The founding of higher education in America was almost entirely Christian, to the point that, even by 1881, "80 percent of the colleges in the United States were church related and private." As one Christian author pointed out, "106 of the first 108 colleges were started on the Christian faith. By the close of 1860 there were 246 colleges in America. Seventeen of these were state institutions; almost every other one was founded by Christian denominations or by individuals who avowed a religious purpose."
Yet an op-ed published in USA Today has called for the NCAA to ban Oral Roberts University because of its biblically-based, Christian standards. What an example of bigotry and intolerance, not to mention an anti-American spirit—and I mean the op-ed, not ORU.
According to sports columnist Hemal Jhaveri, as ORU made a surprising run in the annual NCAA men's basketball tourney, "the university's deeply bigoted anti-LGBTQ+ policies can't and shouldn't be ignored."
Put another way, ORU's Christian views shouldn't be ignored.
Yes, Jhaveri tells us, "Twice in their student handbook, Oral Roberts specifically prohibits homosexuality. In their student conduct section, under the heading of Personal Behavior, the school expressly condemns homosexuality, mentioning it in the same breath as 'occult practices.'"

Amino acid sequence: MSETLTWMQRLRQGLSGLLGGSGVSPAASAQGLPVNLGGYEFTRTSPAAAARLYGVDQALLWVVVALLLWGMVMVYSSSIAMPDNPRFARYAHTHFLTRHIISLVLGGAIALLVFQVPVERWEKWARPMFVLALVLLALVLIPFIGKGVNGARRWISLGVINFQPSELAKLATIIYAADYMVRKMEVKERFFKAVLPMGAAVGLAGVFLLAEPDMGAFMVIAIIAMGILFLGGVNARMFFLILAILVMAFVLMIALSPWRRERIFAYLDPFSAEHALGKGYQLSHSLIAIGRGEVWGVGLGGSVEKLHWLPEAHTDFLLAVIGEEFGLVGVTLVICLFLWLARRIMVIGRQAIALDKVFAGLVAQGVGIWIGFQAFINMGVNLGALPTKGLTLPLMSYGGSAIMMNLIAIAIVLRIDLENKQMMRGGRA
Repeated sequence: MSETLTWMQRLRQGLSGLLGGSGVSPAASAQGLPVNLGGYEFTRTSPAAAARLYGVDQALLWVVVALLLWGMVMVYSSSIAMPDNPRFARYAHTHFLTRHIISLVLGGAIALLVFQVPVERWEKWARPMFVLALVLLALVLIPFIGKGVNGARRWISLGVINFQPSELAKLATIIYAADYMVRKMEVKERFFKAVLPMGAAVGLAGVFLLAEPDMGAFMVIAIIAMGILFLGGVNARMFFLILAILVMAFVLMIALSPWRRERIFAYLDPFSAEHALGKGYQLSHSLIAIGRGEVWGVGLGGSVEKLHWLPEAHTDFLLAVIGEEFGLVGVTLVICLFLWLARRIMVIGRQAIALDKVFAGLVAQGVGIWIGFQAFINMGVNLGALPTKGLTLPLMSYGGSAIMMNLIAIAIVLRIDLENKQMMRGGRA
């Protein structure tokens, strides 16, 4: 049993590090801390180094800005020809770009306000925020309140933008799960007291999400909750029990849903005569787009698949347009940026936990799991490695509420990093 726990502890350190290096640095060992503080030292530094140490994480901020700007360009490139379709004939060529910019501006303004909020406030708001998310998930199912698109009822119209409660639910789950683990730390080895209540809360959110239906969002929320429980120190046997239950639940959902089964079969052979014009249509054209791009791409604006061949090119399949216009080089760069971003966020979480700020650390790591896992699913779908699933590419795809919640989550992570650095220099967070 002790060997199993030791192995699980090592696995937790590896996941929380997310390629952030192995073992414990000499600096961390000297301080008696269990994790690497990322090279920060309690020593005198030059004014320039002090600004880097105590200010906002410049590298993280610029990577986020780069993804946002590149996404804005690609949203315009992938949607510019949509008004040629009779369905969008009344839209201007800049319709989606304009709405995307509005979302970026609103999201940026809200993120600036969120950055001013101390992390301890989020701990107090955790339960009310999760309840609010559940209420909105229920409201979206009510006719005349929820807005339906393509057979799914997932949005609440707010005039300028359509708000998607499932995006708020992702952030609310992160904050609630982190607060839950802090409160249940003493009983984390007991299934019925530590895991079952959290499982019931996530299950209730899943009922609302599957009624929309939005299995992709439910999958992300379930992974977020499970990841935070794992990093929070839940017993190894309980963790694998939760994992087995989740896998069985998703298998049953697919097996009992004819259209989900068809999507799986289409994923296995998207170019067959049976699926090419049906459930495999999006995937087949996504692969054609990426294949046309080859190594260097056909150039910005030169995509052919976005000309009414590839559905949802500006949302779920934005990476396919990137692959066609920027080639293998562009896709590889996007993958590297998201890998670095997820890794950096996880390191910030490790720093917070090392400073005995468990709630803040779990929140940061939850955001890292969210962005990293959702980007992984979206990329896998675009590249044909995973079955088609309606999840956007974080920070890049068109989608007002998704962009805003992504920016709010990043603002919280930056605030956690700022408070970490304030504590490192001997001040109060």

How horrific and unthinkable. A Christian university founded by Oral Roberts holds to Christian values. A Christian university that bases its code of conduct on the Bible holds to biblical values.
Oh, the bigotry. ORU should be banned!
Yes, this is the thought process of Jhaveri, who is so shocked by ORU's code of conduct that she quotes an entire section verbatim:
Students are expected to maintain the highest standards of integrity, honesty, modesty and morality...Certain behaviors are expressly prohibited in Scripture and therefore should be avoided by members of the University community. They include theft, lying, dishonesty, gossip, slander, backbiting, profanity, vulgarity (including crude language), sexual promiscuity (including adultery, any homosexual behavior, premarital sex), drunkenness, immodesty of dress and occult practices.
How about we quote the words of the apostle Paul directly—the words of the Bible? Paul wrote, "Do you not know that the unrighteous will not inherit the kingdom of God? Do not be deceived. Neither the sexually immoral, nor idolaters, nor adulterers, nor male prostitutes, nor homosexuals, nor thieves, nor covetous, nor drunkards, nor revilers, nor extortioners will inherit the kingdom of God" (1 Corin. 6:9-10).
Jhaveri's problem is with Scripture, not with ORU. And Jhaveri, through the vehicle of USA Today, is, by implication, calling for the NCAA to ban any university that honors Scripture.
Think about that for a moment. And think about what the Christian founders of Harvard and Yale and Princeton and a host of other major universities would have felt had they known what would happen to their beloved schools.